Check Engine Light On?
Call it the most misunderstood indicator on your dashboard, the "check engine" light can mean many different things, from a loose gas cap to a seriously misfiring engine. Ignore the warning, and you could end up damaging expensive components. It also can be a sign that your car is getting poor fuel economy and emitting higher levels of pollutants.
If the "check engine" light illuminates, it will either blink or remain constant, depending on the problem. Either way, you should have the vehicle checked by a Brown Motors mechanic, although a blinking light or, on some cars, a red light instead of a yellow/orange light indicates a problem that needs immediate attention. In late-model cars, a blinking light usually indicates an engine misfire so severe that unburned fuel is being dumped into the exhaust system, where it can quickly damage the catalytic converter, requiring an expensive repair. If that happens, you should reduce power and have the car or truck looked at as soon as possible. If the light is steady, the problem is not an emergency, but you should schedule an appointment as soon as possible. Today's automotive computers often try to compensate when there's a problem; so you may not notice deterioration in performance, even though your fuel mileage is suffering and your vehicle is emitting unacceptable levels of hydrocarbons and other pollutants.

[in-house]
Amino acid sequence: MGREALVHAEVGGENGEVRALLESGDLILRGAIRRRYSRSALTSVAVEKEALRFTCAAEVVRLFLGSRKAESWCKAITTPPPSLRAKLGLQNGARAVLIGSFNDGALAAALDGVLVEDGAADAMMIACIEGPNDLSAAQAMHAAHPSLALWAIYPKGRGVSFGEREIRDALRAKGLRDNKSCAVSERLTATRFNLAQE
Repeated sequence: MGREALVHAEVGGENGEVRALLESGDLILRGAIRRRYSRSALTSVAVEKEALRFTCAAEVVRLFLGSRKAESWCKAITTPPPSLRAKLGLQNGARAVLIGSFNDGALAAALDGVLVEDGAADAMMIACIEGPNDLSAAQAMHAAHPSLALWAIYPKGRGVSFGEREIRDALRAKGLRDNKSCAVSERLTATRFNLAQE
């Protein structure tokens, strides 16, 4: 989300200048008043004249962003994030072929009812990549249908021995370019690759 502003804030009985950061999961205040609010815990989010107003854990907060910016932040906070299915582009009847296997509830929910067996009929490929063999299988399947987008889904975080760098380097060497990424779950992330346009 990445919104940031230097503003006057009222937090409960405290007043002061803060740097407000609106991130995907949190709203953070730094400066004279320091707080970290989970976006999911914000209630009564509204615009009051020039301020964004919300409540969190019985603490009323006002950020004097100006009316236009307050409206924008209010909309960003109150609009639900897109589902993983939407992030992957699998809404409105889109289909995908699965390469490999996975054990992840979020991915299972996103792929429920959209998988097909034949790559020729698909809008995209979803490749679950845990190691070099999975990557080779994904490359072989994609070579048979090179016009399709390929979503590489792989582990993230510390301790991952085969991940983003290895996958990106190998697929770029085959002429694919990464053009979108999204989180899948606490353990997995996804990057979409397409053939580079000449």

"The customer is really, in the long run, potentially hurting their pocket book by leaving that light on and ignoring it," says Jim Collins, a national training team leader for Ford Motor Company. In some extreme cases, the car's computer may reduce power for you, as it tries to limit the risk of damage.
If the check-engine light comes on, here are some tips on what you should do:
- Look for a serious problem that requires immediate attention. Check your dashboard gauges and lights for indications of low oil pressure or overheating. These conditions mean you should pull over and shut off the engine as soon as you can find a safe place to do so. On some cars, a yellow "check engine" means investigate the problem, while a red "check engine" means stop right now.
- Try tightening your gas cap. This often solves the problem. Keep in mind that it may take several trips before the light resets. Some vehicles have a separate indicator that warns of a loose gas cap before the condition sets off the "check engine" light.
- Reduce speed and load. If the "check engine" light is blinking or you notice any serious performance problems, such as a loss of power, reduce your speed and try to reduce the load on the engine. For example, it would be a good idea to stop towing a trailer. Have the car checked as soon as possible to prevent expensive damage.
- Have the code read and the problem fixed by a factory trained technician at Brown Motors.
Call the Service Advisors at Brown Motors who are ready to help you with all your automotive needs!